By Jennifer Hlad
Stars and Stripes
Published: September 15, 2014
SAN DIEGO — As part of the effort to eliminate the VA appointment backlog by the end of next year, Veterans Affairs Secretary Bob McDonald said Monday that he plans to increase the range of pay for VA doctors and nurses, among other changes.
Here to address the National Association of State Directors of Veterans Affairs Convention, McDonald said Monday that more clinic and hospital space, more employees and better pay for providers are the keys to solving the wait-time problems that have plagued the VA for years; he’s recently started going to medical schools to recruit doctors and nurses himself.
As of Sept. 5, the Veterans Health Administration also has reached out to more than 240,000 veterans to get them appointments, and reduced the electronic waiting lists by 57 percent, he said.
“We have a lot of work to do,” McDonald said, “I think we’re well on our way, though, to ending the backlog by 2015.”
San Diego’s wait times are not as long as many VA facilities: Local VA director Jeff Gering said new patients wait fewer than 20 days for primary care, specialty care and mental health appointments.
But the veteran population is growing rapidly. McDonald said San Diego County is the No. 1 destination for Iraq and Afghanistan veterans, and the VHA must get ahead of the curve so wait times don’t balloon in the future.
Still, expansion takes time. Construction is underway on an additional 217,000 square feet at the VA hospital in La Jolla, and plans are moving forward to double the clinic space in Mission Valley and triple the space in Chula Vista. In the meantime, hospitals and clinics have added night and weekend hours to make room for more caregivers, and thus reduce appointment delays.
Gering said he hopes to shorten the construction time frame, and hire additional staff once they have room for them.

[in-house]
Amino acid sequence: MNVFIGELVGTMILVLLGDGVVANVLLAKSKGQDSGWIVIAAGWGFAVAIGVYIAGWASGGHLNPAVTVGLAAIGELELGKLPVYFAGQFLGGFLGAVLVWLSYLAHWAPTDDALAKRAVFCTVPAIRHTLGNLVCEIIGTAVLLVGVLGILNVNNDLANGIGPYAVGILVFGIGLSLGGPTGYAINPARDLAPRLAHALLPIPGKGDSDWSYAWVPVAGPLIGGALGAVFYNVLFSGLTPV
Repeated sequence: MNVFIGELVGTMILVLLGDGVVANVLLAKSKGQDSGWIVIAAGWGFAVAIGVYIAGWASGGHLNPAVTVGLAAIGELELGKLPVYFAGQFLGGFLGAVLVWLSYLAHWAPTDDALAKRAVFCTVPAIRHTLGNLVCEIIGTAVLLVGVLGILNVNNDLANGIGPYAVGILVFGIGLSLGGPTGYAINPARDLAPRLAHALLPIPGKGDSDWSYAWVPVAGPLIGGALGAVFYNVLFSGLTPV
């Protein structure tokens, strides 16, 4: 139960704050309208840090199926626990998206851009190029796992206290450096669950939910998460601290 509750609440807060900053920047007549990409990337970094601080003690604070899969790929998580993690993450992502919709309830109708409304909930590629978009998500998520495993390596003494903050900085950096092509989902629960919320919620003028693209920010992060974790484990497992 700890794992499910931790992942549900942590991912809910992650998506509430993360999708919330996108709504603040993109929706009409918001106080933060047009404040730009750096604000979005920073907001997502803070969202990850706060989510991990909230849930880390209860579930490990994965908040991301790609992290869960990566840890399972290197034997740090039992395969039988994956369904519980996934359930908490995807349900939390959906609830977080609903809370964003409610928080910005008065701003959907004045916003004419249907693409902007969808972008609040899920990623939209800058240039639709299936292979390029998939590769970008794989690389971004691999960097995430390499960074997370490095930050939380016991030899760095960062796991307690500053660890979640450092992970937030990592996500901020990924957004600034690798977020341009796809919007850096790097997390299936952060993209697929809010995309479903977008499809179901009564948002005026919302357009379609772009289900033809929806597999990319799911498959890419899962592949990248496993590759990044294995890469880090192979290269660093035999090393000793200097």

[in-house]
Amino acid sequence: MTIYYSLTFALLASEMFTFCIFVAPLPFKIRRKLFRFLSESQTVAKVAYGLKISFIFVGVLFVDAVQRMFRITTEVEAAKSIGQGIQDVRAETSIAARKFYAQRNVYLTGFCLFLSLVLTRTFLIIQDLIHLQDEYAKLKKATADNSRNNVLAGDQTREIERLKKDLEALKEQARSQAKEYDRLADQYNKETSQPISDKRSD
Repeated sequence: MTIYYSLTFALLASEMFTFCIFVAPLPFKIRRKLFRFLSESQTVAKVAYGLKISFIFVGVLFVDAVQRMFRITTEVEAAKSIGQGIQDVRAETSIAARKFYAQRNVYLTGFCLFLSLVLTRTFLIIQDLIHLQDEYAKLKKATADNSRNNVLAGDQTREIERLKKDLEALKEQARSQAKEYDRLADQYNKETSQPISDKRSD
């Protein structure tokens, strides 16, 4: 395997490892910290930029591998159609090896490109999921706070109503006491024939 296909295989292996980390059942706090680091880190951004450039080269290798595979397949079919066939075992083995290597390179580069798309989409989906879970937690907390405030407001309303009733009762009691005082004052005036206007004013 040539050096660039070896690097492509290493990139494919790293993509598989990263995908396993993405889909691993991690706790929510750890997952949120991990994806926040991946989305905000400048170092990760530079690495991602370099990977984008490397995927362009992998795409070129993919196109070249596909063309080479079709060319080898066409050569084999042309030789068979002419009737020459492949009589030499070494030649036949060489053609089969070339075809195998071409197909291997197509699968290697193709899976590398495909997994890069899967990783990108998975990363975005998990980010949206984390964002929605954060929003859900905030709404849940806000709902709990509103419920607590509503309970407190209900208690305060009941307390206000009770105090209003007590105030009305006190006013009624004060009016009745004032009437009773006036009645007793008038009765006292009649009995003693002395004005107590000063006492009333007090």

In Phoenix, where patients languished on secret wait lists for months, McDonald said each doctor only had one room, versus the three rooms per doctor typical in the private sector. That meant doctors could not see as many patients, he said.
But capacity was only one of myriad problems in Phoenix; McDonald said he hopes recommitting to the VA’s mission will help ensure that VA employees are truly working to reduce wait times, not just statistics.
“Hiding names in a drawer or on a secret wait list is obviously not committed to the mission,” McDonald said.
The VA also is encouraging the inspector general to investigate sites alleged to have kept secret lists, and it will refer cases to the FBI and for disciplinary action when appropriate, he said.
“Delivering accountability is very important to us,” McDonald said.
He’s also seeking critical feedback. Since several media outlets published his cell phone number online — which he offered up at a news conference — he’s received calls at all hours, he said. He also has hosted several town hall meetings, including one Monday morning at the San Diego VA hospital, which he said might have been the best yet.
“The people were not bashful at all,” he said. “But that’s good. That’s what we want … The intention is to get all that bad news out. We can’t work on it if we don’t know.”